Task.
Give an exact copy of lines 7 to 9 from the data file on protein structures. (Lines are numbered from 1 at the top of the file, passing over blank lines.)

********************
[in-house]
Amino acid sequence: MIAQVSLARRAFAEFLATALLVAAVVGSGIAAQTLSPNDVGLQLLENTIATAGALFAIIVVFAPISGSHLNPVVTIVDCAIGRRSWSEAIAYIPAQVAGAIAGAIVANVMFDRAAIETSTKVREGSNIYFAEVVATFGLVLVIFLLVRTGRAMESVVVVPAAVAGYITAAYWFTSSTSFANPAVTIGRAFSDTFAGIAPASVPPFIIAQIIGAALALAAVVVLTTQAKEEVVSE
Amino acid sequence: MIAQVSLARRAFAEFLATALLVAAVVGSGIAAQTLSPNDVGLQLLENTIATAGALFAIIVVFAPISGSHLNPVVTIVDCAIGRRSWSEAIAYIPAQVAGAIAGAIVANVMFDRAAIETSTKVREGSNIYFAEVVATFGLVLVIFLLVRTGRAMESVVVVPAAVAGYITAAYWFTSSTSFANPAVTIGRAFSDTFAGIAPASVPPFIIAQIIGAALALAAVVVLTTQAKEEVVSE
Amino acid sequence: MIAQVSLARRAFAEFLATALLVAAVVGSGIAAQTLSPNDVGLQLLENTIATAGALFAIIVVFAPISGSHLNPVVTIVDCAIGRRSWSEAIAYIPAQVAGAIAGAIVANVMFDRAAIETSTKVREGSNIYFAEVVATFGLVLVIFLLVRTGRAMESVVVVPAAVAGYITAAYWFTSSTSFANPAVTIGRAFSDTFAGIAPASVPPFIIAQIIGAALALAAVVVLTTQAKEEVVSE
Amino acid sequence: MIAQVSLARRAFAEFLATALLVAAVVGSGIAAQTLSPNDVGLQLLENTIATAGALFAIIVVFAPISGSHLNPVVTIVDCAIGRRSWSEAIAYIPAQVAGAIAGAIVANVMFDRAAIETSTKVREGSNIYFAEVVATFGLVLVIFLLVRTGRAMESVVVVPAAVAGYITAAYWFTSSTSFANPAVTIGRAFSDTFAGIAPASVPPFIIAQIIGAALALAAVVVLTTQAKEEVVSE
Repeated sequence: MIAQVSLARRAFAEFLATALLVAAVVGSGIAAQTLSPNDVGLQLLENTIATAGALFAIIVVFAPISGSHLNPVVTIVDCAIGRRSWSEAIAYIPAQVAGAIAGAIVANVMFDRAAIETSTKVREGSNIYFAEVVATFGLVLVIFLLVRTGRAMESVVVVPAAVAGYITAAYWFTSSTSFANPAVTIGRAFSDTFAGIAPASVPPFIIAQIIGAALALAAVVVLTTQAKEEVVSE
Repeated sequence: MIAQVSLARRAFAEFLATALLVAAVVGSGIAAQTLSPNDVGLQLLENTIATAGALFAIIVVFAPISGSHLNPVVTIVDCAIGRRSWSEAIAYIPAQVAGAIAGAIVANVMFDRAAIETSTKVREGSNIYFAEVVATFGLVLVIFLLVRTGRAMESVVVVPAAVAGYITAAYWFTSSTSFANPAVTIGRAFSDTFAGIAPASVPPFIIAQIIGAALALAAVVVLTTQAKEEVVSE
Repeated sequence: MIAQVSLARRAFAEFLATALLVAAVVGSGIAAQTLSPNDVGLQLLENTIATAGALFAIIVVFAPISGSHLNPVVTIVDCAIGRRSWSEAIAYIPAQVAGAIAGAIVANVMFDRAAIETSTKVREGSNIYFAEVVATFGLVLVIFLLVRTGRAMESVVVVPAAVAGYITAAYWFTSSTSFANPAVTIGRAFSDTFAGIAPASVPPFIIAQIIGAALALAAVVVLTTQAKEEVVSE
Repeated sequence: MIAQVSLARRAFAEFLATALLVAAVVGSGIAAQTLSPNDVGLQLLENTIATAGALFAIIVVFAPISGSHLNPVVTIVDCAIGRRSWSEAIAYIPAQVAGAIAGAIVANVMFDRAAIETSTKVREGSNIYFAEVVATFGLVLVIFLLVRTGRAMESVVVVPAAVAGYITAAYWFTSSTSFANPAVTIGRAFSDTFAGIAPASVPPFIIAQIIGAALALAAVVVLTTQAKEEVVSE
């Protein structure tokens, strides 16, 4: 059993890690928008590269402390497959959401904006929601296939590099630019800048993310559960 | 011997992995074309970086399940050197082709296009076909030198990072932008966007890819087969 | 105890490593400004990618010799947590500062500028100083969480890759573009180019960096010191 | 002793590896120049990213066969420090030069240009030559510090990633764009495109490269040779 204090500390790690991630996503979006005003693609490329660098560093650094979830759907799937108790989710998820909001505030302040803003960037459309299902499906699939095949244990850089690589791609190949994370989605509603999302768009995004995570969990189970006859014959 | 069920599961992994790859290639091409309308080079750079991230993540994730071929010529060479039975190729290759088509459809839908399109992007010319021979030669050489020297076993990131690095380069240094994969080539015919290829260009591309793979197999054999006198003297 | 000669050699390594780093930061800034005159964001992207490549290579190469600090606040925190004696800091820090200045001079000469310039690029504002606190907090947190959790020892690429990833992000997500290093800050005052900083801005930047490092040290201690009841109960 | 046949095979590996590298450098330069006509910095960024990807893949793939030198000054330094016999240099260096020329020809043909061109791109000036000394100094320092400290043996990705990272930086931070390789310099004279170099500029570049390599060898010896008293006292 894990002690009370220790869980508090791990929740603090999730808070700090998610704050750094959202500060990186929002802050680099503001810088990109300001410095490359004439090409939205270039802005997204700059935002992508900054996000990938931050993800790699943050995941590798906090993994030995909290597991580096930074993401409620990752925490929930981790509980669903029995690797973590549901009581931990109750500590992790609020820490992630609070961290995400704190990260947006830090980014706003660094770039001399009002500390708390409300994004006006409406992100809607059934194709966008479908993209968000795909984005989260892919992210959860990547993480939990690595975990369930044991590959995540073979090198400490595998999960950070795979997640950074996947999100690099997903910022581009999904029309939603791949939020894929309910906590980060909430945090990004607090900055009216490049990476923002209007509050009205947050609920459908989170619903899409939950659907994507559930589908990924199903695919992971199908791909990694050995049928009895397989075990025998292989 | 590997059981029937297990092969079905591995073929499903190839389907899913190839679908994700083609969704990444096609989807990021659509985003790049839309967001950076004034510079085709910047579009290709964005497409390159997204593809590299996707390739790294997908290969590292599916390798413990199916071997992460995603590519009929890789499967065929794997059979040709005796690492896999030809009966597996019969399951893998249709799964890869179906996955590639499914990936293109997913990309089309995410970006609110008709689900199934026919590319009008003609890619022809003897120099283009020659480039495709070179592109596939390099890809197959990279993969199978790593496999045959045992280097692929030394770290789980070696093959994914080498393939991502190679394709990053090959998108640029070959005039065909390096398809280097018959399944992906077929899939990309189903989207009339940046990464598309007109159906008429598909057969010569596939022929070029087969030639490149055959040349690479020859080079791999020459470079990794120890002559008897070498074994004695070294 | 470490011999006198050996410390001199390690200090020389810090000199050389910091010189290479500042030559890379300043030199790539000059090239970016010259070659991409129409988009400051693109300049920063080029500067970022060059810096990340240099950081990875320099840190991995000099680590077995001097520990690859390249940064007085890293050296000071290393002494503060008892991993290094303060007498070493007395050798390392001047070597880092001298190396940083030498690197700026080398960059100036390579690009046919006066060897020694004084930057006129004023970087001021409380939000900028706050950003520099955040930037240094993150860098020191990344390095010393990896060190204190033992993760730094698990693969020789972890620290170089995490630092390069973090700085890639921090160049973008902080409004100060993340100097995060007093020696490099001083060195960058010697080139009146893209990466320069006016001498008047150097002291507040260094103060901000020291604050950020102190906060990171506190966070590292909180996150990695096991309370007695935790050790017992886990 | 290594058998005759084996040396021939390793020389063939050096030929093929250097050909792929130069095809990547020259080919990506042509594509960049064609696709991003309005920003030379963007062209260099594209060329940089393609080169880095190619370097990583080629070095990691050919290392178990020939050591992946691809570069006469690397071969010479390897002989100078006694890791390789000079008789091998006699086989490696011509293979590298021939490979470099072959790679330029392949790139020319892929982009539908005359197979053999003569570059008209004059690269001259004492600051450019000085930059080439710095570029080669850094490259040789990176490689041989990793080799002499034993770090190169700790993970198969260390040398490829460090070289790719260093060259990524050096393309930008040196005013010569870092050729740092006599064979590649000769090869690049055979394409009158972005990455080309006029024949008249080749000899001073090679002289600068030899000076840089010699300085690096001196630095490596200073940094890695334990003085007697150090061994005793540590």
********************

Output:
Repeated sequence: MIAQVSLARRAFAEFLATALLVAAVVGSGIAAQTLSPNDVGLQLLENTIATAGALFAIIVVFAPISGSHLNPVVTIVDCAIGRRSWSEAIAYIPAQVAGAIAGAIVANVMFDRAAIETSTKVREGSNIYFAEVVATFGLVLVIFLLVRTGRAMESVVVVPAAVAGYITAAYWFTSSTSFANPAVTIGRAFSDTFAGIAPASVPPFIIAQIIGAALALAAVVVLTTQAKEEVVSE
Repeated sequence: MIAQVSLARRAFAEFLATALLVAAVVGSGIAAQTLSPNDVGLQLLENTIATAGALFAIIVVFAPISGSHLNPVVTIVDCAIGRRSWSEAIAYIPAQVAGAIAGAIVANVMFDRAAIETSTKVREGSNIYFAEVVATFGLVLVIFLLVRTGRAMESVVVVPAAVAGYITAAYWFTSSTSFANPAVTIGRAFSDTFAGIAPASVPPFIIAQIIGAALALAAVVVLTTQAKEEVVSE
Repeated sequence: MIAQVSLARRAFAEFLATALLVAAVVGSGIAAQTLSPNDVGLQLLENTIATAGALFAIIVVFAPISGSHLNPVVTIVDCAIGRRSWSEAIAYIPAQVAGAIAGAIVANVMFDRAAIETSTKVREGSNIYFAEVVATFGLVLVIFLLVRTGRAMESVVVVPAAVAGYITAAYWFTSSTSFANPAVTIGRAFSDTFAGIAPASVPPFIIAQIIGAALALAAVVVLTTQAKEEVVSE